Berwick Resignation Is a Loss for Responsible Health Care

Patients’ rights advocates lost a valuable team member this month.

Dr. Donald Berwick resigned as administrator of the Centers for Medicare and Medicaid Services (CMS) for reasons wholly political. The respected, forward-thinking medical professional opted to leave rather than continue in the role for which President Obama sought Congressional approval, but resorted to a so-called “pocket” appointment when Senate Republicans blocked his nomination last year.

The appointment, which Obama made when the Senate was in recess, was in effect until the end of this year. Berwick, a pediatrician, has served 17 months and is leaving, as opposition among Republicans remains strong. They claim Berwick is a fellow traveler with Obama’s health-care reform movement-the Affordable Care Act, or ACA-and all too willing to ration health care.

They’re not completely wrong, but they’re not right.

As recounted on Medscape.com, when Obama nominated Berwick in April last year, he had headed the Institute for Healthcare Improvement, and various organizations supported the move, including the American College of Physicians, AARP, Walmart and Consumers Union.

In his temporary tenure at CMS, Berwick helped implement several elements of the ACA pertaining to the Medicare and Medicaid programs. Among them were regulations for accountable care organizations (ACOs). Those groups of health-care providers improve outcomes and reduce costs by coordinating the care of Medicare patients and, as a reward, get a cut of the money saved.

Berwick also shepherded a pilot program to effect essentially the same change-and benefits-for physicians, rewarding them for providing better quality versus higher quantity of care for the quality as opposed to the quantity of their services. Known as the Comprehensive Primary Care Initiative, the program assists primary care doctors in:

  • helping patients with serious or chronic diseases follow personalized care plans;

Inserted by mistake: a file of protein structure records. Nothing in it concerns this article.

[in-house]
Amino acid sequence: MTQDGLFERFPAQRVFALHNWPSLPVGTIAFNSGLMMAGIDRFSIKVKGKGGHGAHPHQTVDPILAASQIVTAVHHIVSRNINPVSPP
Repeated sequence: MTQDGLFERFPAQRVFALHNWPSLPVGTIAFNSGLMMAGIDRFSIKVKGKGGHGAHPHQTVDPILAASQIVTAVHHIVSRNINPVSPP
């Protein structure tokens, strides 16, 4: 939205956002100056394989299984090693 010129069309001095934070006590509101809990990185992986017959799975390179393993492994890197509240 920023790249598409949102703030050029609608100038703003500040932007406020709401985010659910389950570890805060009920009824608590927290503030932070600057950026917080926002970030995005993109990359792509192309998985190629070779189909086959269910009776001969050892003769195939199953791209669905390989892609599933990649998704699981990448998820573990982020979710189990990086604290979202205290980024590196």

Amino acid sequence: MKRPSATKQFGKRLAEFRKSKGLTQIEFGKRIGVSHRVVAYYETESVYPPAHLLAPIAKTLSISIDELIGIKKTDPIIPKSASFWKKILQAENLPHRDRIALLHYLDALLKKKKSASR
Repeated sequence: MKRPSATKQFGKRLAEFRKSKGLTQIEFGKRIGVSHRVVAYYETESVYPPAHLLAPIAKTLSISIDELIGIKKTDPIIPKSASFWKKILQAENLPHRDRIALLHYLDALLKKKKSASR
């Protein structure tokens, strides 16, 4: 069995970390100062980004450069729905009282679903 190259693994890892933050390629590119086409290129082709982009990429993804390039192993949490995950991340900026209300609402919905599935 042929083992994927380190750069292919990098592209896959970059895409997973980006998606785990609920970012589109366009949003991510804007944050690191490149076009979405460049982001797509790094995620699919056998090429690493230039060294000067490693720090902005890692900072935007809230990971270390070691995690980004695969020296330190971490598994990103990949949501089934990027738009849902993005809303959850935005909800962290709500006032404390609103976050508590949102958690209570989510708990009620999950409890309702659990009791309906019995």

• giving patients 24-hour access to care and health information;
  • delivering preventive care;
  • engaging patients and their families in their own care; and
  • working together with other doctors, including specialists, to provide better coordinated care.

Dr. Glen Stream, president of the American Academy of Family Physicians, described Berwick for Medscape as someone “with an impeccable background in quality improvement and a willingness to evaluate healthcare from top to bottom.” Stream doesn’t know if the initiatives Berwick supports will succeed in improving the quality of and lowering its cost, but like many of his professional colleagues, he give him props for addressing thorny medical-industrial issues others won’t.

Among them are the president and chief executive officer of the American Medical Group Association and the chief executive officer of the American College of Cardiology. The latter, Dr. Jack Lewin, applauds Dr. Berwick for listening to physicians while trying to reform the health-care system. As Medscape notes, when organized medicine initially gave a thumbs-down to the ACO rules, Berwick “went back and changed them significantly,” Lewin said.

“CMS is trying to do its job as a regulatory agency, but facilitate innovation at the same time,” Lewin said. “They’re partnering with us. That’s clearly part of Don’s legacy.”

“It’s been a great era. It’s too bad we don’t have a few more years of it.”

Because of his willingness to accept the limitations of modern health-care delivery, Berwick was scorned in Congress and all over the conservative blogosphere as “Dr. Death Panel,” referring to his past statements supporting Britain’s National Health Service and accepting that rationing of healthcare is inevitable.

“The decision is not whether or not we will ration care – the decision is whether we will ration with our eyes open,” Berwick is quoted as saying in Biotechnology Healthcare magazine in 2009. “And right now, we are doing it blindly.”

For people more concerned about the quality, accessibility and cost of health care more than who wins political points making it happen, Lewin summarized Berwick’s situation for Medscape: “Unfortunately, he’s been a scapegoat for Republicans who are mad about the ACA.”

Here’s an interesting interview with Dr. Berwick in the New York Times, where he gets off some parting shots about what’s wrong with the politics of our health care system.

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